Other studies reach similar conclusions
The study findings fall into line with other studies of patient populations on immunosuppressants. A retrospective cohort study of Veterans Affairs patients withwho were taking immunosuppressants, in Gastroenterology, found that full vaccination with either Moderna and Pfizer-BioNTech vaccines was about 80% effective. Another retrospective cohort study of data from the National COVID Cohort Collaborative, in JAMA Internal Medicine, reported that full vaccination significantly reduced the risk of COVID-19 breakthrough infection regardless of immune status. Immunosuppressed patients in this study had higher rates of breakthrough infections than immunocompetent patients, but the disparities were in line with what Dr. Zhao and the University of Michigan researchers reported.
A review of 23 studies of COVID-19 vaccinations,
Strengths and limitations
One strength of the Michigan study is the quality of data, which were drawn from the Michigan Medicine electronic health record, Dr. Zhao said. “So, we know who received the vaccine and who didn’t. We also have access to data on patient health conditions, such as comorbidities, in addition to demographic variables (age, gender, and race), which were controlled in making fair comparisons between immunosuppressants and immunocompetent groups.”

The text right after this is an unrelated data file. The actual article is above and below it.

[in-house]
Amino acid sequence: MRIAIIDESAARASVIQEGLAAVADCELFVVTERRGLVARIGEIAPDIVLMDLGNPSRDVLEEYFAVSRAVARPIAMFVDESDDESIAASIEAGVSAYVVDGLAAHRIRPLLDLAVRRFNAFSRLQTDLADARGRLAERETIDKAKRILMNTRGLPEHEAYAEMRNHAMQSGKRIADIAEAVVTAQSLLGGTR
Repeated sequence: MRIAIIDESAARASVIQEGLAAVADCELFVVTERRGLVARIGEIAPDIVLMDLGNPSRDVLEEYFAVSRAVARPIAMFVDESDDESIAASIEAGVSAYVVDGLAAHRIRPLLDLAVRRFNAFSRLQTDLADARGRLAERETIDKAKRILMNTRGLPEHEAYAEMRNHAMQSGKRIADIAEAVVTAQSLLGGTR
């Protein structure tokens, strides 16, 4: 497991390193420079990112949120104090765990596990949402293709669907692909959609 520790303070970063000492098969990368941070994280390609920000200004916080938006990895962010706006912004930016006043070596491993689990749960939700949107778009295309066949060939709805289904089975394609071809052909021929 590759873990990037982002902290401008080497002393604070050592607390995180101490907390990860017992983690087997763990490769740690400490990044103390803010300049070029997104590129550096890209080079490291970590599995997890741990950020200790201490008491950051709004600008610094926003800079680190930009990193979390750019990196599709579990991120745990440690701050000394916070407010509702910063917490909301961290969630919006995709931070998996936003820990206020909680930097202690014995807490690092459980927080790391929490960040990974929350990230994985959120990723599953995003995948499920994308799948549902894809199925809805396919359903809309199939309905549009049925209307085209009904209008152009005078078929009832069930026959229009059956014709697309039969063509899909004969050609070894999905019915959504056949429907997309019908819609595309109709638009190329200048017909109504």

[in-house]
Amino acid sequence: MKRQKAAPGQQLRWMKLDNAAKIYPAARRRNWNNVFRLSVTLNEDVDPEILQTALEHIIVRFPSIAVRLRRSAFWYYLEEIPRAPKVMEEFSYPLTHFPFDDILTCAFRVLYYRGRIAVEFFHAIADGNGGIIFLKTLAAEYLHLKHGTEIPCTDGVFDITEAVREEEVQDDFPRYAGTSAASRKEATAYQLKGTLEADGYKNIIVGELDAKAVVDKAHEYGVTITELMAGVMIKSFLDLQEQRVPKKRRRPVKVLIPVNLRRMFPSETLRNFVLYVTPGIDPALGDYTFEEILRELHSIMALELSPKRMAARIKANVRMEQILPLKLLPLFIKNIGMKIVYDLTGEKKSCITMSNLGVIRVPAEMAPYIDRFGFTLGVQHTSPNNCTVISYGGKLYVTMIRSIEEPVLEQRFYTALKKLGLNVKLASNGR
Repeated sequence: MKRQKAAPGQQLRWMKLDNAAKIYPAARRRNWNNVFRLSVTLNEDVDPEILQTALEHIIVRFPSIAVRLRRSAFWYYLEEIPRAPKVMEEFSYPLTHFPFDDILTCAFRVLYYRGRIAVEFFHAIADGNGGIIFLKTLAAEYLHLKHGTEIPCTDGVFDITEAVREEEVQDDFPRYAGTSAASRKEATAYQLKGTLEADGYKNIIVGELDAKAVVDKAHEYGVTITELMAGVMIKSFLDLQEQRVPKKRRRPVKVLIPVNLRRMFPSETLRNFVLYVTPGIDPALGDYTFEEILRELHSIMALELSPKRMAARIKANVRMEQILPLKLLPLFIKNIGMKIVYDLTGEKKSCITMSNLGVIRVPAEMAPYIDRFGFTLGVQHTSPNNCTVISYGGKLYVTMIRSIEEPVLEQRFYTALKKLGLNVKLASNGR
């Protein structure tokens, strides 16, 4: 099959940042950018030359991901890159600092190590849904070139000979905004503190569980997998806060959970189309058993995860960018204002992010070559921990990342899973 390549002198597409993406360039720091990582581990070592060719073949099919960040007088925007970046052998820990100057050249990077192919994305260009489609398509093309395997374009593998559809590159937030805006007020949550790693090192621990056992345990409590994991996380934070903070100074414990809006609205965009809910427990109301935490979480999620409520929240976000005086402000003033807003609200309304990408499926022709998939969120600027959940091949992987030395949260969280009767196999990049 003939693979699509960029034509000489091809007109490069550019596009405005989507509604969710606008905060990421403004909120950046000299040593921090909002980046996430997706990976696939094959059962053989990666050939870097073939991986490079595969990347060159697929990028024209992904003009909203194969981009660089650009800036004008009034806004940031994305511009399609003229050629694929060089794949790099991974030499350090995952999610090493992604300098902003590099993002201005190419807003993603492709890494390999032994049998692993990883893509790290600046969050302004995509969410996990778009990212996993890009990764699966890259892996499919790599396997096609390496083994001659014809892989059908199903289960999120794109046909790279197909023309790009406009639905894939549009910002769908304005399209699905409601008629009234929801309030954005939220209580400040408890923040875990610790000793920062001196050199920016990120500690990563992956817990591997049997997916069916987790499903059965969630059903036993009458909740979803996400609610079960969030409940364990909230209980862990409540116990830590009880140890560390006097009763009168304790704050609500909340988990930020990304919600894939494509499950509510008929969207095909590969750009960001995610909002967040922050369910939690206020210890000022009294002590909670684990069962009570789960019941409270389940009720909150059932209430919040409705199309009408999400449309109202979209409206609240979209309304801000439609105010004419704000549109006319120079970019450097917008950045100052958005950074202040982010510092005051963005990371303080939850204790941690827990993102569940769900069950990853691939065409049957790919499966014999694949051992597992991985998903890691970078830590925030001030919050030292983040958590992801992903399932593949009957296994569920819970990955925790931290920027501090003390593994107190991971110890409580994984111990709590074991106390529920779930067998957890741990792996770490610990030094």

, an assistant professor of internal medicine and rheumatology at Washington University in St. Louis, who was not involved with the study, credited Dr. Zhao and associates for delivering the first data that specifically quantified COVID-19 risk reduction in a large study population. Although he noted that the large sample size and the design reduced the chances of confounding and were strengths, he said in an interview that “lumping” the patients taking immunosuppressive drugs into one group was a weakness of the study.
“Clearly, there are certain medications (B-cell depleters,, for example) that carry the greatest risk of poor antibody responses post vaccination,” he said. “One would have to guess that the greatest risk of breakthrough infections continues to be in those patients taking these high-risk medications.”
Another possible problem, which the authors acknowledged, is spotty SARS-CoV-2 testing of study participants – “a systemic issue,” Dr. Kim noted.
“The easiest and most durable way to reduce the risk of getting COVID-19 is through vaccination, period,” he said. “Now we have infection-rates data from a real-world study cohort to prove this. Furthermore, boosting clearly provides additional benefit to this population.”
The National Institute of Allergy and Infectious Diseases provided funding for the study. Dr. Zhao, Dr. Zhao’s coauthors, and Kim disclosed no relevant financial relationships.
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